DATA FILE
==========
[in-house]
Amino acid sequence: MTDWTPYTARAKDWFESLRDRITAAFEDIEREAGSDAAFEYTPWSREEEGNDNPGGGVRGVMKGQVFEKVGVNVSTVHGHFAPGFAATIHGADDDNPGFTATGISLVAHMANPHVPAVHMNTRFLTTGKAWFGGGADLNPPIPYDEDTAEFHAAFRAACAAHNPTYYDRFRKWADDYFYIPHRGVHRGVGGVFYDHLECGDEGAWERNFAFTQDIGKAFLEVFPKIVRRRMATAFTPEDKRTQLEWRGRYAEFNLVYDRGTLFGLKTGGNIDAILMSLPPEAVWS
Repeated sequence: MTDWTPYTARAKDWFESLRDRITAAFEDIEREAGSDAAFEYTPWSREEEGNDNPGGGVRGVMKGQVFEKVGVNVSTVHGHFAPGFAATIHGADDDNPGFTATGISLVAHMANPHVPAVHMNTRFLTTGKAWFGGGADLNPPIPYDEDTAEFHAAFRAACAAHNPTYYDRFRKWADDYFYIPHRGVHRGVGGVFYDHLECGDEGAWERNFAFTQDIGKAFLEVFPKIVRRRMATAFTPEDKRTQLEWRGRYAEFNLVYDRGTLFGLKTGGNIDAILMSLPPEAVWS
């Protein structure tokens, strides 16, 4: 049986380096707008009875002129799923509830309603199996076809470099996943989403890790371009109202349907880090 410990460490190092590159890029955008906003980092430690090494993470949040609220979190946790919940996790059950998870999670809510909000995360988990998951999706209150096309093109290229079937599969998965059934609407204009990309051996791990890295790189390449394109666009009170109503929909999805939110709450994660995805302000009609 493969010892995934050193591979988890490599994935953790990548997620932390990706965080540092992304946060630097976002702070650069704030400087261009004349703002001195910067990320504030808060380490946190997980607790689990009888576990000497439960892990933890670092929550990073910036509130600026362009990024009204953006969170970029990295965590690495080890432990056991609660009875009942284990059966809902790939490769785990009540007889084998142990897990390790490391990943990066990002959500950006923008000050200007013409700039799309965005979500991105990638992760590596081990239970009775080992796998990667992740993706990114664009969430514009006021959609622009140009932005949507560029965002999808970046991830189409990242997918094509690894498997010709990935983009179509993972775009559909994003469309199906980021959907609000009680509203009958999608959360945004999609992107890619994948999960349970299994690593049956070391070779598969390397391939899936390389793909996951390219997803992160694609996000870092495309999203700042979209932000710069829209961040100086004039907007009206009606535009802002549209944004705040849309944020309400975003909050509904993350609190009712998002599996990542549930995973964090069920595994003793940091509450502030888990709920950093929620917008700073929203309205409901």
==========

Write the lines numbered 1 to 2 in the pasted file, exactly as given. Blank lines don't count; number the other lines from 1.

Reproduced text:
[in-house]
Amino acid sequence: MTDWTPYTARAKDWFESLRDRITAAFEDIEREAGSDAAFEYTPWSREEEGNDNPGGGVRGVMKGQVFEKVGVNVSTVHGHFAPGFAATIHGADDDNPGFTATGISLVAHMANPHVPAVHMNTRFLTTGKAWFGGGADLNPPIPYDEDTAEFHAAFRAACAAHNPTYYDRFRKWADDYFYIPHRGVHRGVGGVFYDHLECGDEGAWERNFAFTQDIGKAFLEVFPKIVRRRMATAFTPEDKRTQLEWRGRYAEFNLVYDRGTLFGLKTGGNIDAILMSLPPEAVWS